But, hey, it’s a good kind of depressing! No, really it is. For starters, there were some surprises. Whilst Pantera came across very much as the hyper-macho guitar bros their image always suggested, Korn frontman Jonathan Davis transcended my own mental image of him, with some to me surprising displays of emotional intelligence. The interview with Trent Reznor is just superb, meanwhile, taking in pretty much everything you’d have wanted to ask the man about, in between finishing The Downward Spiral Tour and working on The Fragile. Reznor is a superb subject, but Arnopp really shines here too - asking smart, probing questions, and then just getting the hell out of the way. And much as it pains me to admit it, even arch douchebag Fred Durst comes across as more human than you’d have any right to expect, given his public persona. Although maybe that’s more a function of the fact that nobody could really be that much of an asshole.
The other factor that packed a significant emotional punch here, for me, is the weight of history. The obvious, sledgehammer blows fall when the subject is someone no longer with us - the aforementioned Manics chat, obviously, and Dimebag Darrell, and an especially tough interview with Shannon Hoon, which covers a lot of the issues that would sadly lead to his passing, far too soon.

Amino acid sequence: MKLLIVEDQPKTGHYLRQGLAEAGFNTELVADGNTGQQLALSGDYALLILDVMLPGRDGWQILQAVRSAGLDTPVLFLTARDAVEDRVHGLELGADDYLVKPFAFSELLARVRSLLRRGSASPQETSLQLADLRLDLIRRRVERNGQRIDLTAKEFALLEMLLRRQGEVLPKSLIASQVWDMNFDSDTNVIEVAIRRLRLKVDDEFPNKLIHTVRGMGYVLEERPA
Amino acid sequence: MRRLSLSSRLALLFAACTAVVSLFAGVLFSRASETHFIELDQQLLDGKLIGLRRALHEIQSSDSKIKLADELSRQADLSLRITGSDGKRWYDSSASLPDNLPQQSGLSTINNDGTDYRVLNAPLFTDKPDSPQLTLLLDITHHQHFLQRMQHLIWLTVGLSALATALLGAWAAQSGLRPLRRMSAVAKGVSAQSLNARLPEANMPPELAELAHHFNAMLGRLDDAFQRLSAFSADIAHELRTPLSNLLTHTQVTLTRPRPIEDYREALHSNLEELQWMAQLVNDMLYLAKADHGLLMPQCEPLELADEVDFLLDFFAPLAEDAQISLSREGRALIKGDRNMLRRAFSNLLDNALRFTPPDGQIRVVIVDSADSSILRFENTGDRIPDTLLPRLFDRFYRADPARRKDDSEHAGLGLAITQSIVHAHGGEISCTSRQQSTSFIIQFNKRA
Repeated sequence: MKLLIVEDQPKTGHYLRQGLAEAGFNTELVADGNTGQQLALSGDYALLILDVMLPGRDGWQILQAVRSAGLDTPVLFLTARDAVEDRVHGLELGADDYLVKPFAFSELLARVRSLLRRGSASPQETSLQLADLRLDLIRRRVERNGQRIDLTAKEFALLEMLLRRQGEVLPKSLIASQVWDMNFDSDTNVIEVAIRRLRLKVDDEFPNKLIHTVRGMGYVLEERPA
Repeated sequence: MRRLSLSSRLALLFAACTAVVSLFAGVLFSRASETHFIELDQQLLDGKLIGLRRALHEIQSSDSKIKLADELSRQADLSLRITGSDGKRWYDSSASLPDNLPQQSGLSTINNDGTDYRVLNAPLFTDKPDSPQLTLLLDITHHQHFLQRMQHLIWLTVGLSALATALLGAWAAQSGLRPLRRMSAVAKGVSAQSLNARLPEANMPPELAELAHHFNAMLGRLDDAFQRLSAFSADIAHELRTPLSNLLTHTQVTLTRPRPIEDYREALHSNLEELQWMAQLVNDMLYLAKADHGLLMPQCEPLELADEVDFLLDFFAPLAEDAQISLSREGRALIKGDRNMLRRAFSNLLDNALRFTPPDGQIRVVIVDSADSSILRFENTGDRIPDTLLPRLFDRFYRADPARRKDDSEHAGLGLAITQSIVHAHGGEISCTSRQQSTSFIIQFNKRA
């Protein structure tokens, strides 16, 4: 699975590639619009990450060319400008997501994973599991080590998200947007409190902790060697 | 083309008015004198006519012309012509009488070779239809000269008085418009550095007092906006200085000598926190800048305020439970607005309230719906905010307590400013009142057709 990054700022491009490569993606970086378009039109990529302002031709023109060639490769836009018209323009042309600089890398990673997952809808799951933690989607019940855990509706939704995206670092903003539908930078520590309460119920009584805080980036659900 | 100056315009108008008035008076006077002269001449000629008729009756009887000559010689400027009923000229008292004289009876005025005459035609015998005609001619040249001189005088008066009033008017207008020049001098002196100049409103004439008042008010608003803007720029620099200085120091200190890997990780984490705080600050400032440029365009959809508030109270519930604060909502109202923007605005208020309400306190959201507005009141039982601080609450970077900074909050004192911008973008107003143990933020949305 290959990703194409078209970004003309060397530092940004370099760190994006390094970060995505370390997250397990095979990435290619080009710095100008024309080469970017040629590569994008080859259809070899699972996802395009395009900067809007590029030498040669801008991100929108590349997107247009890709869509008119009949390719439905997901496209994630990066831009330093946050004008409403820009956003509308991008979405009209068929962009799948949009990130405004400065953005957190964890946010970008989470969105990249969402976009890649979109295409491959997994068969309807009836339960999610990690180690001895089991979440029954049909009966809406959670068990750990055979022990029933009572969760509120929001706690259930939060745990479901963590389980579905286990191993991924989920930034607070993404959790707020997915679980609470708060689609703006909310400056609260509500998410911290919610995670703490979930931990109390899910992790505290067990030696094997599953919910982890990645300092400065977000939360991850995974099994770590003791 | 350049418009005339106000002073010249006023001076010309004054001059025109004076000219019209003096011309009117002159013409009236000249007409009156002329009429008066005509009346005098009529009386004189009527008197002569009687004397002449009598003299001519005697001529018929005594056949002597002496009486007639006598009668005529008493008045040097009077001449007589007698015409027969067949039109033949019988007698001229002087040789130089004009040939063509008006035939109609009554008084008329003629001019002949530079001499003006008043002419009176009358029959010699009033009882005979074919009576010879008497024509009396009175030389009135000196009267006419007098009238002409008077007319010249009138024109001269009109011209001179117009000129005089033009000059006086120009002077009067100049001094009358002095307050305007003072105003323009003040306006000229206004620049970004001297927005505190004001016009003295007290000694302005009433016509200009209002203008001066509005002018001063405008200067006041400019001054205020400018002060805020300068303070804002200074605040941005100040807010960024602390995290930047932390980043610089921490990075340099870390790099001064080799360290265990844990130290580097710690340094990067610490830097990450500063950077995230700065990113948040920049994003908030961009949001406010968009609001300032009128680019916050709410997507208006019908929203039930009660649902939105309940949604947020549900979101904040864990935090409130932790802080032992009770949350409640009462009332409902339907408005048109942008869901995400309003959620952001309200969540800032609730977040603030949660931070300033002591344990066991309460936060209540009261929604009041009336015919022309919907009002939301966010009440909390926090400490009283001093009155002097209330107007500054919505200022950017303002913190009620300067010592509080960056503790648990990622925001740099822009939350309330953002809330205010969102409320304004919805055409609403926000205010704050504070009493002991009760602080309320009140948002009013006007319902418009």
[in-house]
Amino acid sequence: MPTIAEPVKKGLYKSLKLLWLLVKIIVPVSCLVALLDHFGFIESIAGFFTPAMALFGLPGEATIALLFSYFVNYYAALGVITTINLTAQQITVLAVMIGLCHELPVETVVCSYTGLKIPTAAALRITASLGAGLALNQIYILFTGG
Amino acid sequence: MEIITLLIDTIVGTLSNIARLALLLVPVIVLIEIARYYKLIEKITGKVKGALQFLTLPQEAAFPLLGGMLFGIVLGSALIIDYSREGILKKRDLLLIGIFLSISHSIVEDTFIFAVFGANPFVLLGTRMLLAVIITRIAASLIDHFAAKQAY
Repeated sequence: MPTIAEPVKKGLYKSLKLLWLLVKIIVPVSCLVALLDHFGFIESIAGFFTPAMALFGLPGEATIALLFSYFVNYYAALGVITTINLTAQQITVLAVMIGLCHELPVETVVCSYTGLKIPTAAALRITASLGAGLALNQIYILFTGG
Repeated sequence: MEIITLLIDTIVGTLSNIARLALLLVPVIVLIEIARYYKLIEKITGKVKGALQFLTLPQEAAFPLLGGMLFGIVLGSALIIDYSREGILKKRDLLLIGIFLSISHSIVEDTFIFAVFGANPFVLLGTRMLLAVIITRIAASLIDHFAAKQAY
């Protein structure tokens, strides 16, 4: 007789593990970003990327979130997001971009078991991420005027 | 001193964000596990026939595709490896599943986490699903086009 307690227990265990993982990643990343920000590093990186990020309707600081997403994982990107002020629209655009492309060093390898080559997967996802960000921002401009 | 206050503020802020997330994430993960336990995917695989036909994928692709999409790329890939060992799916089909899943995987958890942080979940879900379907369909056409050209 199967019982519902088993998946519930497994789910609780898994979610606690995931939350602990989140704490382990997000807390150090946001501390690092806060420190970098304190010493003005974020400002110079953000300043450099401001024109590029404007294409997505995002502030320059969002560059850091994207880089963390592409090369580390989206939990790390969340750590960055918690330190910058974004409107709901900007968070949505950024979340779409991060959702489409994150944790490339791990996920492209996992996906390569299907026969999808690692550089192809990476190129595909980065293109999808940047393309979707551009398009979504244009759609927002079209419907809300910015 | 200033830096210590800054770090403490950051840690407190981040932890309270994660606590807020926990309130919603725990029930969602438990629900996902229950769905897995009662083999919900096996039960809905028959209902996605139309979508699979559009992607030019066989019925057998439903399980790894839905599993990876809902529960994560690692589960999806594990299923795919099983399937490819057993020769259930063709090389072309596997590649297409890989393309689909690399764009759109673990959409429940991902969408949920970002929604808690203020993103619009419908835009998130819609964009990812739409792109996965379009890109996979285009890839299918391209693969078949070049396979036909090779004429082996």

But there’s also just some significant cultural moments - or, I suppose, sub-cultural ones. Like getting to interview Steve Harris and Bruce DIckinson as Iron Maiden wrapped up what was, at the time, Dickinson’s final tour with the band. And as well as the aforementioned conversation with Trent Reznor, right between his two seminal albums, there’s moments like bumping into Slash in 1996, when the prospect of a new Guns N Roses studio album still felt like a live, somewhat imminent possibility, rather than the depressing, cruel joke it would later become (Slash himself came over well in this conversation, I think, honest about some of the obvious issues in the band, but also surprisingly diplomatic and upbeat).
Taken all in all, if, like me, you loved this particular style of music during this period of time, it’s hard to call this anything other than indispensable. It’ll put you back there, that’s all - back to a time when you felt that a perfectly struck power chord and a screaming, curse-laden vocal might actually have the power to change the world. Jason is an able guide through this foreign-feeling past, and there’s an undeniable pleasure in juxtaposing his youthful swagger with his more considered, reflective footnotes.
The only real quibble is with what must, surely, have been left in the Arnopp vaults. You’re not telling me he hasn’t sat down with Marilyn Manson, or Ginger Wildheart, for example, to name but two musicians of the period with a deserved rep for giving good copy.
What do you say, Jason? Can we get an encore?